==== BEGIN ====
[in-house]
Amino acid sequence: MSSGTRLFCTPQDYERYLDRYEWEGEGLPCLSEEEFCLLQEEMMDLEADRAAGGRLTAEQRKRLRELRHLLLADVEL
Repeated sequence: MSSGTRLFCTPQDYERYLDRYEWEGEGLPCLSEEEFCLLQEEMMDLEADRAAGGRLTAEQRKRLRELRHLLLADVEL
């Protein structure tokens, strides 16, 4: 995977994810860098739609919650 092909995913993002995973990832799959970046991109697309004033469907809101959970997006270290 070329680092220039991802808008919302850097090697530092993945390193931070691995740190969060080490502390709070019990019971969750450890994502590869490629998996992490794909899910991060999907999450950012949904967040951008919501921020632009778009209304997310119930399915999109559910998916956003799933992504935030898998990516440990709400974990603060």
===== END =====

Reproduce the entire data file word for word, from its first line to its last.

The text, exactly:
[in-house]
Amino acid sequence: MSSGTRLFCTPQDYERYLDRYEWEGEGLPCLSEEEFCLLQEEMMDLEADRAAGGRLTAEQRKRLRELRHLLLADVEL
Repeated sequence: MSSGTRLFCTPQDYERYLDRYEWEGEGLPCLSEEEFCLLQEEMMDLEADRAAGGRLTAEQRKRLRELRHLLLADVEL
């Protein structure tokens, strides 16, 4: 995977994810860098739609919650 092909995913993002995973990832799959970046991109697309004033469907809101959970997006270290 070329680092220039991802808008919302850097090697530092993945390193931070691995740190969060080490502390709070019990019971969750450890994502590869490629998996992490794909899910991060999907999450950012949904967040951008919501921020632009778009209304997310119930399915999109559910998916956003799933992504935030898998990516440990709400974990603060």